Voxel Shader DirectX11


The idea I had for this shader was to make a real-time voxel shader, to convert triangle meshes into voxel meshes. Most of the references I found used a 2-step approach where you firstly generate a 3dtexture from your model and then display that 3dtexture with voxels. The only thing is that that uses 2 effect files, I wanted to do it in 1 single file so I have thought out another method that calculates the voxels in real-time and displays them directly.


O.K., we want to make a shader using the geometry shader to create voxels from triangles. We must first calculate how many voxels fit inside of every triangle, this can be done with some clever math. Using the three given points, we will call them positionA, positionB and positionC, we want to loop over all the possible points between them. First, we transpose the points to world coordinates so we have sensible values to work with, then we will find a point A which has all the lowest values of the positions and B with all the highest.

//Corners of the triangle to world coordinates
float3 positionA = mul(float4(vertices[0].Position, 1), m_MatrixWorld).xyz;
float3 positionB = mul(float4(vertices[1].Position, 1), m_MatrixWorld).xyz;
float3 positionC = mul(float4(vertices[2].Position, 1), m_MatrixWorld).xyz;

float3 A = (float3) 0;
float3 B = (float3) 0;
//Find A.x and B.x
A.x = min(min(positionA.x, positionB.x), positionC.x);
B.x = max(max(positionA.x, positionB.x), positionC.x);

//Find A.y and B.y
A.y = min(min(positionA.y, positionB.y), positionC.y);
B.y = max(max(positionA.y, positionB.y), positionC.y);

//Find A.z and B.z
A.z = min(min(positionA.z, positionB.z), positionC.z);
B.z = max(max(positionA.z, positionB.z), positionC.z);

We now loop over every position between those values and put them into an array.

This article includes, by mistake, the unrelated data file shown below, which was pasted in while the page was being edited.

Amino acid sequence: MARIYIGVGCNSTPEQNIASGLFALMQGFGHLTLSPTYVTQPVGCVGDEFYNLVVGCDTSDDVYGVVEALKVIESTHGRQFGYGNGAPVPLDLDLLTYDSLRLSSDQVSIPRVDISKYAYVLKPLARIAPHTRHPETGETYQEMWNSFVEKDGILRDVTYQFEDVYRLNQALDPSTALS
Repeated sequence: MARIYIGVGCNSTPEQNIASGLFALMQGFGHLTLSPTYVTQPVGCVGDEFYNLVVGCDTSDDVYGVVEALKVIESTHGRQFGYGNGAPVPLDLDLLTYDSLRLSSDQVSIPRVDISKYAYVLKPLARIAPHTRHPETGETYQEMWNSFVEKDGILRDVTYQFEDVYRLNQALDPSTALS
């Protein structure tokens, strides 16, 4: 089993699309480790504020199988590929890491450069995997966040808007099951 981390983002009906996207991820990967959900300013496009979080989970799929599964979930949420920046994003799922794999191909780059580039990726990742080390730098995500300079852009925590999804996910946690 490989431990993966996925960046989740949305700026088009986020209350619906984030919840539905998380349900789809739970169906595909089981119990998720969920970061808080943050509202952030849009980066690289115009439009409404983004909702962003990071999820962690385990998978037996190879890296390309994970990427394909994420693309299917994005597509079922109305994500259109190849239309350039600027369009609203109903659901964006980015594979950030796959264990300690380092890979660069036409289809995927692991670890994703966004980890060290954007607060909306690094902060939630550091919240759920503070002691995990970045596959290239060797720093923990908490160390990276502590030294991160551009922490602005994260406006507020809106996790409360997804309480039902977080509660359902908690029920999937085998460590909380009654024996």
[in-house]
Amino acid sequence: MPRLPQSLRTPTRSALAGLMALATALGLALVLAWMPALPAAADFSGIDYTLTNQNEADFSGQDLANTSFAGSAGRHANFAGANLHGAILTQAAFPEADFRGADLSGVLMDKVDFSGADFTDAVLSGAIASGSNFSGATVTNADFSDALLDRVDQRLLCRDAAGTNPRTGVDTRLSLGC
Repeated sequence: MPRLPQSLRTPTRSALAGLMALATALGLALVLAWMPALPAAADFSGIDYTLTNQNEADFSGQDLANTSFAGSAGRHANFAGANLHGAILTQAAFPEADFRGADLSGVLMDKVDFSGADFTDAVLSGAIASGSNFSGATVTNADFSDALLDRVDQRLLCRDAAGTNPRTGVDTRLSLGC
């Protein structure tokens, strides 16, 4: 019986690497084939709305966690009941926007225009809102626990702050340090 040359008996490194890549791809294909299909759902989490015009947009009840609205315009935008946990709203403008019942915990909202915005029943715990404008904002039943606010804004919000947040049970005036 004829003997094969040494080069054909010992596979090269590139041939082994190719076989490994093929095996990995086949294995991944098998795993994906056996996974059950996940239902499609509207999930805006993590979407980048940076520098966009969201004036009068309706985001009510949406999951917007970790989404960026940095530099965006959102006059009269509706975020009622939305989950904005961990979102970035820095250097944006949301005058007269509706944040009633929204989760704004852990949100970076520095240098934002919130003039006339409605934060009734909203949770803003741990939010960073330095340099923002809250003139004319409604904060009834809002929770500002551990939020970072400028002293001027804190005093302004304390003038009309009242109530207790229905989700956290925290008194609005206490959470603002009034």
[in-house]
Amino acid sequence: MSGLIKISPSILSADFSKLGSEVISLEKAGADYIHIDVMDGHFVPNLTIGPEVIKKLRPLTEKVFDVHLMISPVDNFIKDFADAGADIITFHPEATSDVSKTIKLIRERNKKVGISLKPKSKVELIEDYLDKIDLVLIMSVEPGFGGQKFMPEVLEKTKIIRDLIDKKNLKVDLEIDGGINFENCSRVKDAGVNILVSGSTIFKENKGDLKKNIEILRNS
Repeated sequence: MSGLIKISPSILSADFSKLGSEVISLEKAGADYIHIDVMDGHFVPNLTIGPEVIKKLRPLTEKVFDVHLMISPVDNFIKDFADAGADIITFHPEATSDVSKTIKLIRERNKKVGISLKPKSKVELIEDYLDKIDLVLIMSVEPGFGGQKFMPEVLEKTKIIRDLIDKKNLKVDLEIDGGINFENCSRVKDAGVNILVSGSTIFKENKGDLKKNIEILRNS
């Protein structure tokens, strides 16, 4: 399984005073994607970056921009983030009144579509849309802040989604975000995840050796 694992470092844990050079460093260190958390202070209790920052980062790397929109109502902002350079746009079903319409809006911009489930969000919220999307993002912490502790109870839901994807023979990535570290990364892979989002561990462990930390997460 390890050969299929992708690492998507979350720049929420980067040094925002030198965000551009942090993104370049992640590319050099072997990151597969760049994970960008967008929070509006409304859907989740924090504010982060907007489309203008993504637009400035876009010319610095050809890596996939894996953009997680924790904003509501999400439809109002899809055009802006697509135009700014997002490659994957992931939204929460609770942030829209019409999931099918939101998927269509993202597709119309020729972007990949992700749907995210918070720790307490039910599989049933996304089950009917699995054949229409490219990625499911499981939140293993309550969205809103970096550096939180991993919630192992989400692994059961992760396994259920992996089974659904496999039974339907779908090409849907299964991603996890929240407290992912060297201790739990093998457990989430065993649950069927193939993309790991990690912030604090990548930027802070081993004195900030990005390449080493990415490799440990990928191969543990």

float3 cubes[100];
int numcubes = 0;

//Loop over every point and add it to the array
for(float x = A.x; x < B.x + 1; x++)
   for(float x = A.x; x < B.x + 1; x++)
     for(float x = A.x; x < B.x + 1; x++)
       float3 pos = (float3) 0;
       pos = float3(x, y, z);
       cubes[numcubes] = pos;

Nice, now we have an array of all the points in a bounding box around the triangle, we will now loop over all the points and draw a box there. This can be easily done with 2 functions, one to generate the 6 faces of a box from a point and one to draw a vertex for convenience sake.


To be a little fancier I have also added texcoords and normal for the boxes, all the properties of a box; indices, normals and texcoords I have put into arrays. This way we can just loop over them to make it more efficient.

Let’s see where we are at:


Well… it’s a start. The thing we are missing is that the boxes are drawn on every point without them being aligned at all, also, we are using magic numbers in the loop where we look for all the possible points in the bounding box, let’s fix that.

We make a function that will align the boxes to each other, this can be done by using a variable for our voxel cube size, then we loop over all the values of our current position and subtract the modulo of the current value with the size from the current value.


Okay, now we tackle the point loop, we want to add the size instead of the magic 1 number, since we only are going to draw the squares that are on our grid we don’t have to loop over points that are not on the grid, this would be wasted GPU power!


Now that that part is solved let’s look at what we have:


That looks a lot better! But we still have 1 problem. This happens if we scale our model big enough:


We have overlapping blocks! Let’s fix it! First by making the align to grid function better, it worked before, but floating points were a bit of a problem using a different method: taking the floor of our voxel size divided by the current value times our voxel size, not only is more accurate but also fixes a lot of floating point errors, it doesn’t fix our overlapping completely though. To fix that we should create another array to store the currently rendered blocks and look through those each time we render a new block, if we find an exact match, then we discard that block.


There we go, all clean and neat in real-time too:

I hope this article helped if you want to make a shader like this yourself. Have fun and enjoy.